Prior to their first live experience, many people are under the impression that sumo is a plodding sport in which two overweight men slowly try to force each other backward in a straight line.
That illusion is always shattered within minutes of first sitting down to watch a training session or a tournament.
The sheer violence and ferocity of sumo is a jaw-dropper for first-time viewers.
Full-contact, open-hand strikes which can, and do, knock opponents out. Leg sweeps. Thrusts to the throat and face. Forearm shivers. Sometimes it seems as if there are no restrictions on what is allowed in the ring.
That, of course, is not the case.
While its rules are relatively lax compared to other grappling sports, sumo has well-defined illegal moves which can cause the instant forfeiture of a bout.
One is striking with a closed fist. Another is eye gouging.
Those two can be found in many forms of wrestling, but other forbidden moves are particular to sumo.
Hair pulling is one example. Putting a hand on the back of an opponent’s head to pull him to the ground is fine, but if you yank on the topknot it’s an immediate loss.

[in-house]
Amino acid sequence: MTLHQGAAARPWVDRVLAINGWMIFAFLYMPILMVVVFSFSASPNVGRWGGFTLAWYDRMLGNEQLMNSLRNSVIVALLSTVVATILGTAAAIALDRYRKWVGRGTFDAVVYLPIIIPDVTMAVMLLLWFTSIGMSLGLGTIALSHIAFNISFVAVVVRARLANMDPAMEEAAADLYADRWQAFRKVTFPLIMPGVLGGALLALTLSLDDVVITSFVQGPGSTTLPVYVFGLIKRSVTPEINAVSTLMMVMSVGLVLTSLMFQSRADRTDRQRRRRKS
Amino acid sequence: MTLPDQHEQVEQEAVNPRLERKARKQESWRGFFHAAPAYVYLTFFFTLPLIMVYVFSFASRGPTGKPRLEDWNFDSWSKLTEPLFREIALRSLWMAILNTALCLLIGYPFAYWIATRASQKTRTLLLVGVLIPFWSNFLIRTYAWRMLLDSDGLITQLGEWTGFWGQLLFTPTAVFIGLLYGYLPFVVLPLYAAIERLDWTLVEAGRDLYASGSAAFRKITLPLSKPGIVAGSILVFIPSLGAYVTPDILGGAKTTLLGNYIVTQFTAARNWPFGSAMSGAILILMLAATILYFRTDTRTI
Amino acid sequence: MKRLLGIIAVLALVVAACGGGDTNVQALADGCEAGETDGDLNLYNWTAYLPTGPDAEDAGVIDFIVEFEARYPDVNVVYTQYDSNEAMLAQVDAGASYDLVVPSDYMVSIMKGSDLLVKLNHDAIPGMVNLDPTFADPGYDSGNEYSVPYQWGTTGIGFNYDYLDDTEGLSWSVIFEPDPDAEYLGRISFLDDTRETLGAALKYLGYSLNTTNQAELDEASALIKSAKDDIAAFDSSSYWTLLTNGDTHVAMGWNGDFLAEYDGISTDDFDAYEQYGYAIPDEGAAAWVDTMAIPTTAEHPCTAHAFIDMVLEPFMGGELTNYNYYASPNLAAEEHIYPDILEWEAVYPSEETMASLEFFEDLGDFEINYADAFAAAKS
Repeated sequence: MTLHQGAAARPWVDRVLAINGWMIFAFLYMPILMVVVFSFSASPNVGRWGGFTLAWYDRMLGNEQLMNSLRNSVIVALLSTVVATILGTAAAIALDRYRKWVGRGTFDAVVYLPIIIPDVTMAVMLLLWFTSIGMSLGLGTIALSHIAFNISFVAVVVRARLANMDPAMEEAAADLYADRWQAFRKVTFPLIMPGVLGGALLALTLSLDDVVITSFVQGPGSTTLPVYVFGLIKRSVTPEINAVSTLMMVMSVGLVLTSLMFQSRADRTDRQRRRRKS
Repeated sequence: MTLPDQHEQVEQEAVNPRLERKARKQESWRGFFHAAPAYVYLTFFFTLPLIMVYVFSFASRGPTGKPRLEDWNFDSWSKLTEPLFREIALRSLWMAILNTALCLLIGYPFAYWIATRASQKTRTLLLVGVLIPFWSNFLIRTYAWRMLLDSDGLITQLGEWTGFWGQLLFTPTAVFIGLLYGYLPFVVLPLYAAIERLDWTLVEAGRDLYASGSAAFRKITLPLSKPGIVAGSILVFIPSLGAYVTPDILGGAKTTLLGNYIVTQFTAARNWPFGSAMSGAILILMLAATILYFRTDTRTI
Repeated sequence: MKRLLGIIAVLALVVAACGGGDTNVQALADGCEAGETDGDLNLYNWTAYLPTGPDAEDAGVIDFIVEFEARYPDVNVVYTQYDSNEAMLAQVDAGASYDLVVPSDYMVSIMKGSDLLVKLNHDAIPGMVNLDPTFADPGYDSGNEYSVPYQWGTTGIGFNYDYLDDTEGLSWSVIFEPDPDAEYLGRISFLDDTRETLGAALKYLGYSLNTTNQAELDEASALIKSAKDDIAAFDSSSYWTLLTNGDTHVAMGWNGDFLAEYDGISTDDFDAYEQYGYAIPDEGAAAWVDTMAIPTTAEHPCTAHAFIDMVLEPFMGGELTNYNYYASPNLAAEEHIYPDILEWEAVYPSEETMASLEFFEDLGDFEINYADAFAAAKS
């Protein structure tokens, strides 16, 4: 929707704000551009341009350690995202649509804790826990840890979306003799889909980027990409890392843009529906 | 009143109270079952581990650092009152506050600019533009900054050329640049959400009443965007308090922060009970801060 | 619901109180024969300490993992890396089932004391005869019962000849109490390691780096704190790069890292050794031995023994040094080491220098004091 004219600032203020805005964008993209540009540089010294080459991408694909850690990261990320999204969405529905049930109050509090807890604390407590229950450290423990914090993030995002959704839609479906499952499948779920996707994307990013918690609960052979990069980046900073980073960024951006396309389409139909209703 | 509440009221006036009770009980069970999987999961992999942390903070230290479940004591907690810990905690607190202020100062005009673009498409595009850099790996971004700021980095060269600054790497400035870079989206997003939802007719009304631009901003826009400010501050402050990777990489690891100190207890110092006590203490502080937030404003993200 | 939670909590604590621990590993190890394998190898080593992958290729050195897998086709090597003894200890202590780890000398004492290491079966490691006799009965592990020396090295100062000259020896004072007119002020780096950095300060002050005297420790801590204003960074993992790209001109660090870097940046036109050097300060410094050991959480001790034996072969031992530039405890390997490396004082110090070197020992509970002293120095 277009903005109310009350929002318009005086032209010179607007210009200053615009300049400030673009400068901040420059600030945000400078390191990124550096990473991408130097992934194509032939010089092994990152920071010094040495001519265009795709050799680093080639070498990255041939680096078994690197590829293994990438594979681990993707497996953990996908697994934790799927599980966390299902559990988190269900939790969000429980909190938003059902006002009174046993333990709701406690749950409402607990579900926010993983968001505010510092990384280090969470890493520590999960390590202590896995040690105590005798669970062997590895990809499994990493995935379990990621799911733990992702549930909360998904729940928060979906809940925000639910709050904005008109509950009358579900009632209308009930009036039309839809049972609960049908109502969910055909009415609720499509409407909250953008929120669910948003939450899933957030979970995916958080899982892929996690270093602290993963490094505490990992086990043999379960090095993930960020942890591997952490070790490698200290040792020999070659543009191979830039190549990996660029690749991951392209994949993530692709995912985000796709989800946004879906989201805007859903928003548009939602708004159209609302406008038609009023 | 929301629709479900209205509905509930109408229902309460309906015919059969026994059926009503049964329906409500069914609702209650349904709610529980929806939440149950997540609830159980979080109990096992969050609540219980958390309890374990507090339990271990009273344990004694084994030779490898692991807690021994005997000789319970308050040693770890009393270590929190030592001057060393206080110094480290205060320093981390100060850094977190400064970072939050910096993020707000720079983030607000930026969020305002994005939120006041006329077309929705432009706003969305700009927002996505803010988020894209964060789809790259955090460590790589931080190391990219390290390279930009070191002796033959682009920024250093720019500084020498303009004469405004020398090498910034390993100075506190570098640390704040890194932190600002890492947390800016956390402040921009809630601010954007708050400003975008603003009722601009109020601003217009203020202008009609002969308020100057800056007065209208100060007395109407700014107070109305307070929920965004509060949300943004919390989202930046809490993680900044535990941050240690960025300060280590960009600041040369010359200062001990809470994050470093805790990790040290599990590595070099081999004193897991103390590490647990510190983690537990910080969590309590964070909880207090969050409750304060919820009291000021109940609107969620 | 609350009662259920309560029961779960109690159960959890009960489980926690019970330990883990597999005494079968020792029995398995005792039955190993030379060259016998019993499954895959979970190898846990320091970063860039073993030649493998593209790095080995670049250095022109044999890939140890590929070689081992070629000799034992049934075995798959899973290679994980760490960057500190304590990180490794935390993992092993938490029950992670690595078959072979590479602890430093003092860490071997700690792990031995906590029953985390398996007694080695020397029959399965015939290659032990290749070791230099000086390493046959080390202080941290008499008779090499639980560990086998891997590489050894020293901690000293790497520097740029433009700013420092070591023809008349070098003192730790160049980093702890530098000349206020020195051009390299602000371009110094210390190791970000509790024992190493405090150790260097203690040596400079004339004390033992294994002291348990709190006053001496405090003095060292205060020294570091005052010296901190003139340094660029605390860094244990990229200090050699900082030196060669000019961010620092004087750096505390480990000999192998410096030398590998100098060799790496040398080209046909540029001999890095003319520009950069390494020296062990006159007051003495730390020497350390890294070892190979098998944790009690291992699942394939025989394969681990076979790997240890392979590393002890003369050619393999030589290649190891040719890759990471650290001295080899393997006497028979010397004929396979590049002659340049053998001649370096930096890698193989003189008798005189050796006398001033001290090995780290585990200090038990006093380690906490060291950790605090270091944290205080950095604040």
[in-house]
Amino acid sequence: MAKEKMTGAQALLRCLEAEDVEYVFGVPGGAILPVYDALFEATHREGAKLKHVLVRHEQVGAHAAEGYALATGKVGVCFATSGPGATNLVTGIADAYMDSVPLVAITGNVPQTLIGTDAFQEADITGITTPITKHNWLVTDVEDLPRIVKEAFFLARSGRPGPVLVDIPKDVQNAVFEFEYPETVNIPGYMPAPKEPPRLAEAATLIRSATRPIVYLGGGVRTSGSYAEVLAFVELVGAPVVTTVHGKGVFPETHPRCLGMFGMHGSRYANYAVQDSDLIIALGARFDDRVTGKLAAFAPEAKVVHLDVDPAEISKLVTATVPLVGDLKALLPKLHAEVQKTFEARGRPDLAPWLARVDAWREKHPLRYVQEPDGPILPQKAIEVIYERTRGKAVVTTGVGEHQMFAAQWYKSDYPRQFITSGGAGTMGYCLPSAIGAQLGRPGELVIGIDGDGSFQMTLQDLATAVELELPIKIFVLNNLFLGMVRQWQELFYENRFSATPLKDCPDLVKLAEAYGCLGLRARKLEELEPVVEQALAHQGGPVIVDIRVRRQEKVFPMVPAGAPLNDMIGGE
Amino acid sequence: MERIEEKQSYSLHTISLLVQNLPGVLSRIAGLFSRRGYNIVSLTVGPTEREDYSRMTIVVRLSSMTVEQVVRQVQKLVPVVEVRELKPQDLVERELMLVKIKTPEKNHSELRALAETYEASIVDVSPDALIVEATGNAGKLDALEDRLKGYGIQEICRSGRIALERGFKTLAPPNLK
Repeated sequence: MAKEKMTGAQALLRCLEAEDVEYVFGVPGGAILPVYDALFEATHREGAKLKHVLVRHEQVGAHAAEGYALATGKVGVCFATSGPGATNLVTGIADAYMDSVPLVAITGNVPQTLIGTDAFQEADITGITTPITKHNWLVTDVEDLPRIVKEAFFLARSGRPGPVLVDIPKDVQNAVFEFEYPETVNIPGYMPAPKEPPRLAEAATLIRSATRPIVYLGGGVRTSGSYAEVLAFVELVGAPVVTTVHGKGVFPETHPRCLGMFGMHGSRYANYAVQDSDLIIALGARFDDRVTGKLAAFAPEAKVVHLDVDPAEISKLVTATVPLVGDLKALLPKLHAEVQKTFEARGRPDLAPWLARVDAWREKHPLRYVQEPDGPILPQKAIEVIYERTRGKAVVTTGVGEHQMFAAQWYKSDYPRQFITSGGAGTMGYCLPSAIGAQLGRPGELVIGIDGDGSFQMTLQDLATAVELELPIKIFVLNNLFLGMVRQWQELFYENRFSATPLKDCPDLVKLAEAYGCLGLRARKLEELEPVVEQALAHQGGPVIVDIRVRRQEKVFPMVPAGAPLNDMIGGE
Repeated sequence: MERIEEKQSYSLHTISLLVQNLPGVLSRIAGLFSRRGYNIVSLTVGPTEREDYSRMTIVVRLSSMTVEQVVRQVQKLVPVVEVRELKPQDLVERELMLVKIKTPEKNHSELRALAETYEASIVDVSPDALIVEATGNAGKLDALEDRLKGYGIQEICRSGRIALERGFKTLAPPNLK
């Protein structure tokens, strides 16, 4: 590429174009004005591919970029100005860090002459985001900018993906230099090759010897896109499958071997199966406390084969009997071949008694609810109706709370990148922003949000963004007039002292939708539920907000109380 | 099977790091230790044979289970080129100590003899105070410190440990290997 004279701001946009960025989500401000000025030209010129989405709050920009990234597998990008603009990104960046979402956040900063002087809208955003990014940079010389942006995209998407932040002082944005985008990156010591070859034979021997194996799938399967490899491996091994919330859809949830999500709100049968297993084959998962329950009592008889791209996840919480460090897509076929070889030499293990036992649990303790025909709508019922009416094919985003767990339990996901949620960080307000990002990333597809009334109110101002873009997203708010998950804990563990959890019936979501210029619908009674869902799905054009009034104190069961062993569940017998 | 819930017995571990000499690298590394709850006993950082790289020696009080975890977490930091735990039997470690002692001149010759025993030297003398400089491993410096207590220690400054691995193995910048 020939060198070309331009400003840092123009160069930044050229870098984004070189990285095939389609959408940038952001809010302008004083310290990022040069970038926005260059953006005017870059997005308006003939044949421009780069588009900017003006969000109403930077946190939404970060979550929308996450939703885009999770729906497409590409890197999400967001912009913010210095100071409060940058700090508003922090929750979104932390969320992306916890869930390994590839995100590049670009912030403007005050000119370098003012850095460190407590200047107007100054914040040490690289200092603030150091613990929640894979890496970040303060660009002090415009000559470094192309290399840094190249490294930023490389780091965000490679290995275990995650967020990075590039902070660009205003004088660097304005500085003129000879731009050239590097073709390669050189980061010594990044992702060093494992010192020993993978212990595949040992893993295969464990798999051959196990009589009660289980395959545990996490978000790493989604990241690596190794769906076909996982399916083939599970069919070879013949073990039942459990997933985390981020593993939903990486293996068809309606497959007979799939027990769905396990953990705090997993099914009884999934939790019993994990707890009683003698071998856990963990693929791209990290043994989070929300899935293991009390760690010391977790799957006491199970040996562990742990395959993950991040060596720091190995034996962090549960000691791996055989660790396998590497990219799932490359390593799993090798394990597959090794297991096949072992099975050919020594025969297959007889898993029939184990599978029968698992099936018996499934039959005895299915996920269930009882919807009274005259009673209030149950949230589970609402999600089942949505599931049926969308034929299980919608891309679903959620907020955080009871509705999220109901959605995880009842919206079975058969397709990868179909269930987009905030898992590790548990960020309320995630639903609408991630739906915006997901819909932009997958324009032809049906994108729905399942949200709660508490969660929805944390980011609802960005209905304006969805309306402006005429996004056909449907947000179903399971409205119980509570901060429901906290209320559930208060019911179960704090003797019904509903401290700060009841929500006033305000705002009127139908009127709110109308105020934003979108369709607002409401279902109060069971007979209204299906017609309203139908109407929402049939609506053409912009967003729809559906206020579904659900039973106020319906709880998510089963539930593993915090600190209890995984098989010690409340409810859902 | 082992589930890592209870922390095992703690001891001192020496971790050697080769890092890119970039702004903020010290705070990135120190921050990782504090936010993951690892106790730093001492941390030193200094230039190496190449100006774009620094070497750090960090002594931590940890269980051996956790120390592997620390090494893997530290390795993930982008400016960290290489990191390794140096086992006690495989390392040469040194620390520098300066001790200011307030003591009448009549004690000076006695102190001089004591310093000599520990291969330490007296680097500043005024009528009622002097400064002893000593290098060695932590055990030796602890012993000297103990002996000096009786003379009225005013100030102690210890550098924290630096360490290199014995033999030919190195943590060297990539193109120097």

Grabbing the part of the mawashi the runs front-to-back between the legs is also a no-no.
The rules of amateur sumo vary slightly from the professional version.
Straight thrusts to the face are allowed in international tournaments, but roundhouse slaps or nodowa (shoving the throat) are forbidden.
Kids tournaments both in and outside of Japan further restrict what is allowed, and referees will even stop bouts when the two wrestlers are in positions which can put pressure on the neck.
That doesn’t mean the youth version of sumo is soft — I know that from personal experience. It was a 120-kg 14-year-old who snapped my humerus into three pieces.